When Dennis is thirteen, he sees a series of photographs of a boy apparently unimaginably mutilated. Dennis is not shocked, but stunned by their mystery and their power; their glimpse at the reality of death. Some years later, Dennis meets the boy who posed for the photographs. He did it for love.
Surrounded by images of violence, the celebrity of horror, news of disease, a wasteland of sex, Dennis flies to Europe, having discovered some clues about the photographs: I see these criminals on the news who’ve killed someone methodically, and they’re free. They know something amazing. You can just tell.” What they know may lie in bodies themselves. Bodies are unavoidably real; what’s in them must have something to say, even in a society that lives on images and fantasies. An isolated windmill in Holland provides the perfect setting for Dennis to find out more about bodiesof which there are manyand what is inside them.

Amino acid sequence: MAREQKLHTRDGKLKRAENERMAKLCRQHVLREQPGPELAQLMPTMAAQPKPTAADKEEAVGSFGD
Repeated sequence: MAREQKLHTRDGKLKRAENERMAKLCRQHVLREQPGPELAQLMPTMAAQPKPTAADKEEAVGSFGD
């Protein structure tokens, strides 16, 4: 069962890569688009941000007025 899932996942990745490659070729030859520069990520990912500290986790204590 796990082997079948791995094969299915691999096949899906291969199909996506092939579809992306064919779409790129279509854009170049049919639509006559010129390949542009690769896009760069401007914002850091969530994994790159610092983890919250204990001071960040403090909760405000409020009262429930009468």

In Frisk, as in the award-winning Closer, Dennis Cooper explores the limits of our knowledge and the dividing line between the body and the spirit. Frisk is a novel about the power of fantasy and faith, about the ecstasy and horror of being human. The body’s power extends to us all, but what power do we have over it, over its appetites and satisfactions? The answer to these questions is a work of imaginative courage and clarity: a murder mystery that implicates us all and a horror story in which the monster is love.